Wednesday, January 12, 2005
Today is Wednesday, Jan. 12, the 12th day of 2005. There are 353 days left in the year. On this date in 1945, during World War II, Soviet forces begin a huge offensive against the Germans in Eastern Europe.
In 1773, the first public museum in America is established, in Charleston, S.C. In 1915, the U.S. House of Representatives rejects a proposal to give women the right to vote. In 1932, Hattie W. Caraway becomes the first woman elected to the U.S. Senate. In 1942, President Roosevelt creates the National War Labor Board. In 1948, the Supreme Court rules that states cannot discriminate against law-school applicants because of race. In 1964, leftist rebels in Zanzibar begin their successful revolt against the government. In 1966, President Johnson says in his State of the Union address that the United States should stay in South Vietnam until Communist aggression there has ended.
January 12, 1980: Two Ohio coaches, Earl Bruce of Ohio State and Bill Narduzzi of Youngstown State, win Coach of the Year honors in voting by the American Football Coaches Association, meeting in New Orleans.
Cutbacks in Ohio Department of Transportation funds for major projects will halt plans for a proposed Salt Springs Road interchange at I-80.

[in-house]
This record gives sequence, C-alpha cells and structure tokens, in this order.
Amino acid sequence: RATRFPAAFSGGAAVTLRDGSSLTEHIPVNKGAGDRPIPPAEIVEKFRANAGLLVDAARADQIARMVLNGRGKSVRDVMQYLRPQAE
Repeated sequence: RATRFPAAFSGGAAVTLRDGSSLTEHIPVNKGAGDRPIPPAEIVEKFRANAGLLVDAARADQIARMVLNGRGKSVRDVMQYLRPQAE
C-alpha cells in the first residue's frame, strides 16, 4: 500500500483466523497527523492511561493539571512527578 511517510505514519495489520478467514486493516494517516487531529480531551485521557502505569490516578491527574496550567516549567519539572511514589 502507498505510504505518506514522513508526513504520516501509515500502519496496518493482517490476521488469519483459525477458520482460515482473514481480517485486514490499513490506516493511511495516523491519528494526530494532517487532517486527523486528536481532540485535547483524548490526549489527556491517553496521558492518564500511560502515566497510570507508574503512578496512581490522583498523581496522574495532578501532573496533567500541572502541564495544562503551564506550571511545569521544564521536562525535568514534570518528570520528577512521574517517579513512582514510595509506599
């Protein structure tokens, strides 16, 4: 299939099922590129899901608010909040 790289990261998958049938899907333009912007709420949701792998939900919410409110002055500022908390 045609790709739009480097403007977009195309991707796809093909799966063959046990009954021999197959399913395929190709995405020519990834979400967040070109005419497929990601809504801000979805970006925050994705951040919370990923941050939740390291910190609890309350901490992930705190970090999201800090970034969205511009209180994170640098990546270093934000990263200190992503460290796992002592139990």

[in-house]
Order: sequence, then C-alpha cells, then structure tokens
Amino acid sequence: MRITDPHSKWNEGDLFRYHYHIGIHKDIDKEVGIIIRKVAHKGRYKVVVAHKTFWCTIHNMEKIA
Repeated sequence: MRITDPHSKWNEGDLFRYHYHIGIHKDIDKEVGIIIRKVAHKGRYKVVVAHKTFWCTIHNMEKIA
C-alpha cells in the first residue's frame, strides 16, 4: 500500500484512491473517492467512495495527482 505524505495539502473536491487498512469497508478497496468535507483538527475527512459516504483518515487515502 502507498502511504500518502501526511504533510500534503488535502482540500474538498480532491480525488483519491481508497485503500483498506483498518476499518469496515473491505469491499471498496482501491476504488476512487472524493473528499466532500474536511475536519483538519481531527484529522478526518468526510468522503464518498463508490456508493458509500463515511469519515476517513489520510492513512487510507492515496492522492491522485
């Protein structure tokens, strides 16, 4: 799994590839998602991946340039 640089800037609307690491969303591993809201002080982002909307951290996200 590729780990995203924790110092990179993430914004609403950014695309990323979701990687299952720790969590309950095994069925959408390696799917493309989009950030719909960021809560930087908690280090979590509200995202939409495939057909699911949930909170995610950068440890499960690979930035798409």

The Carter administration is lining up behind a program that would substitute "gasohol" for 10 percent of the nation's unleaded gasoline by 1981, using millions of tons of surplus grain in the process.
January 12, 1965: Ohio Bell Telephone Co. announces a $4.4 million expansion and service improvement program for the Mahoning Valley in 1965.
The special taxation committee of the Youngstown Area Chamber of Commerce in a review of the proposed 1965 Youngstown budget criticizes City Council for spending more than $750,000 borrowed from future operating funds.
January 12, 1955: The Ohio Bell Telephone Co. plans to spend $4.3 million for expansion and improvement in the Youngstown district.
A plan to finance the city's proposed $10 million sewage disposal plant and interceptor system by doubling the city income tax to 1 percent rather than impose sewer rental fees, is proposed by 2nd Ward Councilman John Palermo.
The kingpins of a Campbell gambling syndicate apparently have paid an out-of-court settlement to a Campbell woman who filed lawsuits totaling $6,100 to cover her husband's losses to two reputed Campbell bug headquarters. The settlement will avoid a public airing of details of the rackets in Campbell.
January 12, 1930: W.H. Peterson, Youngstown plumbing inspector for 23 years, will be released on parole from the Ohio Penitentiary after serving 19 months of a one- to 20-year sentence for embezzling funds of his office.
The Mahoning Valley Sanitary District has $1.7 million, sufficient to complete and pay for all the work now under contract and to conduct the affairs of the district for at least a year.
Believing that the 5 percent raise voted them by the board of fire commissioners might better be used toward alleviating poverty and unemployment in the city, Detroit firemen announce that they will ask that the raises be rescinded. Capt. Joseph Creed, a spokesman for the firemen, suggests that the $215,000 be used to employ men who need work for their families.